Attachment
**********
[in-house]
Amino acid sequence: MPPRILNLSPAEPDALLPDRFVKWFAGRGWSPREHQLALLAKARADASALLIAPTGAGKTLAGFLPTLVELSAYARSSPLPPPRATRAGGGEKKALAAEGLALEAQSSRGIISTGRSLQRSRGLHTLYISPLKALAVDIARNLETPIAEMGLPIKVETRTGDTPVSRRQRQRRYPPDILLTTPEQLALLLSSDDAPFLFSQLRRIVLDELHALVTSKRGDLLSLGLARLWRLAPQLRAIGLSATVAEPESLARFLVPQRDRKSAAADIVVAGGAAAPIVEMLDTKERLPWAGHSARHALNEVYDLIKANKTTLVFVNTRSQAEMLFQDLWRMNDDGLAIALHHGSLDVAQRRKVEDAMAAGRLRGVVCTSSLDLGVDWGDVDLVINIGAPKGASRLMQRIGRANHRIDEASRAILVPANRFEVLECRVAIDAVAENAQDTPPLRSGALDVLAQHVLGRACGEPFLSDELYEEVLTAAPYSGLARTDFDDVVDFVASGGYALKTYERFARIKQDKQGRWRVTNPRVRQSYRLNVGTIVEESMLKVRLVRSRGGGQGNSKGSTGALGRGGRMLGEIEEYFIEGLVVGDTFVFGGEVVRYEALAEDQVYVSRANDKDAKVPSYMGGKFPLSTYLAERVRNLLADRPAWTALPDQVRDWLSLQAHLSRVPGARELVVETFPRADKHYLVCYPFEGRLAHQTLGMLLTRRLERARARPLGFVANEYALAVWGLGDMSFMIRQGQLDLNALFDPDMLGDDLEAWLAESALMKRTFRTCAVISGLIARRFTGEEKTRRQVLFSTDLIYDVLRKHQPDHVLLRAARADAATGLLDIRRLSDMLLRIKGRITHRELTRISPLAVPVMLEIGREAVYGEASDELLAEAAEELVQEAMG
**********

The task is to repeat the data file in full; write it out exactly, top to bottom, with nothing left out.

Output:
[in-house]
Amino acid sequence: MPPRILNLSPAEPDALLPDRFVKWFAGRGWSPREHQLALLAKARADASALLIAPTGAGKTLAGFLPTLVELSAYARSSPLPPPRATRAGGGEKKALAAEGLALEAQSSRGIISTGRSLQRSRGLHTLYISPLKALAVDIARNLETPIAEMGLPIKVETRTGDTPVSRRQRQRRYPPDILLTTPEQLALLLSSDDAPFLFSQLRRIVLDELHALVTSKRGDLLSLGLARLWRLAPQLRAIGLSATVAEPESLARFLVPQRDRKSAAADIVVAGGAAAPIVEMLDTKERLPWAGHSARHALNEVYDLIKANKTTLVFVNTRSQAEMLFQDLWRMNDDGLAIALHHGSLDVAQRRKVEDAMAAGRLRGVVCTSSLDLGVDWGDVDLVINIGAPKGASRLMQRIGRANHRIDEASRAILVPANRFEVLECRVAIDAVAENAQDTPPLRSGALDVLAQHVLGRACGEPFLSDELYEEVLTAAPYSGLARTDFDDVVDFVASGGYALKTYERFARIKQDKQGRWRVTNPRVRQSYRLNVGTIVEESMLKVRLVRSRGGGQGNSKGSTGALGRGGRMLGEIEEYFIEGLVVGDTFVFGGEVVRYEALAEDQVYVSRANDKDAKVPSYMGGKFPLSTYLAERVRNLLADRPAWTALPDQVRDWLSLQAHLSRVPGARELVVETFPRADKHYLVCYPFEGRLAHQTLGMLLTRRLERARARPLGFVANEYALAVWGLGDMSFMIRQGQLDLNALFDPDMLGDDLEAWLAESALMKRTFRTCAVISGLIARRFTGEEKTRRQVLFSTDLIYDVLRKHQPDHVLLRAARADAATGLLDIRRLSDMLLRIKGRITHRELTRISPLAVPVMLEIGREAVYGEASDELLAEAAEELVQEAMG